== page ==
I’ve always wondered why the myth of engineers as lacking business acumen skills still prevails today. As the “geeks” of the world, engineers have endured this stereotype since the early days of computing. Engineering celebrities like Mark Zuckerberg, Bill Gates and Paul Allen have contributed to changing this perception but it still prevails among business communities today, sometimes resulting in lost opportunities for individuals pursuing promotions in organizations. I recall battling the myth in 2006 as I pitched to attract seed investment capital and it felt I was fighting the stereotype of a “geek” becoming a business man. To be fair, I also encountered people willing to listen with a fair mind but there was no question the myth prevailed.
It may be difficult to assess the reasons for the myth propagation but I believe there are certain areas of personal development that engineers can enhance so they are viewed in a better business acumen light. It was my time at the Rady School that guided my transition from “geek hood” to an entrepreneur with a business mindset. So what are these critical skills? Although the world of business has many facets, it is critical for engineers to have a firm understanding of some of the pillars that make up the business world.
- Understanding of Finance. It’s always been said that finance and accounting are an art as well as a science. In many cases engineers see it as a science without consideration to it being art. It is the idea of quantifying what can’t always be quantified and relying on rules, estimates and assumptions. As engineers this style of thinking may be alien but necessary to succeed in business.
- Sales Communication Skills. Notice I emphasized communication skills related to sales and not general communication skills. Despite another myth that engineers lack communication skills, I am of the understanding that most have great communication skills but need improvement in selling themselves. Understanding and communicating strengths is what great business people do well.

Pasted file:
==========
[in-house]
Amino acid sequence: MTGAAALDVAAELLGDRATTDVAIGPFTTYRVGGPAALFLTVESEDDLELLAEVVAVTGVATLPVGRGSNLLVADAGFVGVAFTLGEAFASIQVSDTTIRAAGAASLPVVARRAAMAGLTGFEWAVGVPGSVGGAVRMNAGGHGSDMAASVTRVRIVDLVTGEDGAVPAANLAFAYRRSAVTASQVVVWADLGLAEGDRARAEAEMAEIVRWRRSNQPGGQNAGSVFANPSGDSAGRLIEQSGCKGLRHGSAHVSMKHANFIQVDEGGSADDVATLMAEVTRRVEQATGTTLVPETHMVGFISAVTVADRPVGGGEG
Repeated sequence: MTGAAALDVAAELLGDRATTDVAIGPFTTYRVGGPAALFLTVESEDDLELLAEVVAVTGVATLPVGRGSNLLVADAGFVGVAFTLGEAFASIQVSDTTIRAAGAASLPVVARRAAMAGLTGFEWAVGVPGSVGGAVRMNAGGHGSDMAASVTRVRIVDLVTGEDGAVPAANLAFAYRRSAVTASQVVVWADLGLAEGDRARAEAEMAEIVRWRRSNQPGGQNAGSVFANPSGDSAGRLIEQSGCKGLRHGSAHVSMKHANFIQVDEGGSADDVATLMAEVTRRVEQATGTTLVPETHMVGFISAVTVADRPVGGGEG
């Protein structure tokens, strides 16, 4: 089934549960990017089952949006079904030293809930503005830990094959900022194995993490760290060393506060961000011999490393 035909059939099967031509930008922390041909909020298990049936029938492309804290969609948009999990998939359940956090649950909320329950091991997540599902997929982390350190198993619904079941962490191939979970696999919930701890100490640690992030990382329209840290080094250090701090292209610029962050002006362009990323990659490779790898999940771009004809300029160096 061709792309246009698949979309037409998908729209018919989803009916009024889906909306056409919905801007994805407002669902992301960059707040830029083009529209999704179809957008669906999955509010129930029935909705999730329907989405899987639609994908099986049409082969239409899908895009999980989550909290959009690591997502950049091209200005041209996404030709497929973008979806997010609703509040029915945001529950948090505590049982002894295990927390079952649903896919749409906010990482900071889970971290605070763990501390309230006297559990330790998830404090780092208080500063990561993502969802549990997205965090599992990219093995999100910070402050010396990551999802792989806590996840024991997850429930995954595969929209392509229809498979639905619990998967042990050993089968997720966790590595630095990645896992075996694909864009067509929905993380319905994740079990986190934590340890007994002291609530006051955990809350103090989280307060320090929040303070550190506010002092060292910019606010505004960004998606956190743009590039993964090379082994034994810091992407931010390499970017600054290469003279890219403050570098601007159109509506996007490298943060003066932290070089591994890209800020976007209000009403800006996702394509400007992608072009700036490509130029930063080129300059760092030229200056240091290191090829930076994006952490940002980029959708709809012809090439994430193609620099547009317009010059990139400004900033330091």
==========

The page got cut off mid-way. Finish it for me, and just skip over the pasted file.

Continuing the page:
- Management. Engineers sometimes approach management in the same way they approach solving a problem in a lab by becoming involved in the smallest details of their employee’s jobs. While micromanaging ensures that everything is done the way an engineer would approach a problem, employees can resent the lack of responsibility and autonomy. My advice is to approach management with a subjective sense keeping in mind empowerment is best achieved with subtlety.
- Basics of Starting a Business. Engineers have a tendency to start doing before putting a plan together. They see writing a business plan as a chore but it’s critical to any successful business. Engineers need to think of the process as a way to better understand the business opportunity and the risks involved.
- Network Diversity. Engineers often have a social network composed of other engineers. On the other side, great business people have a diverse network of people spanning many professional areas. If you feel a lack of diversity in your social circle then make an effort to meet other kinds of people. Personally I’ve always enjoyed dance classes and playing tennis which helped in meeting others who are unlike me.
Being a part of the first Rady School MBA class, I lived through the early development of the school and experienced firsthand its commitment to tackling the gaps that exist to make people great business leaders. As an engineer this gap may have been wider than most, but it has been filled by my experience at the Rady School through today.
Haytham Allos (FlexWeekend ’06) is a Rady School MBA alumni and the Chief Technology Officer at Realstir. Outside of creating complex technologies to connect people and businesses, he is an avid player of strategy games with a special interest in backgammon.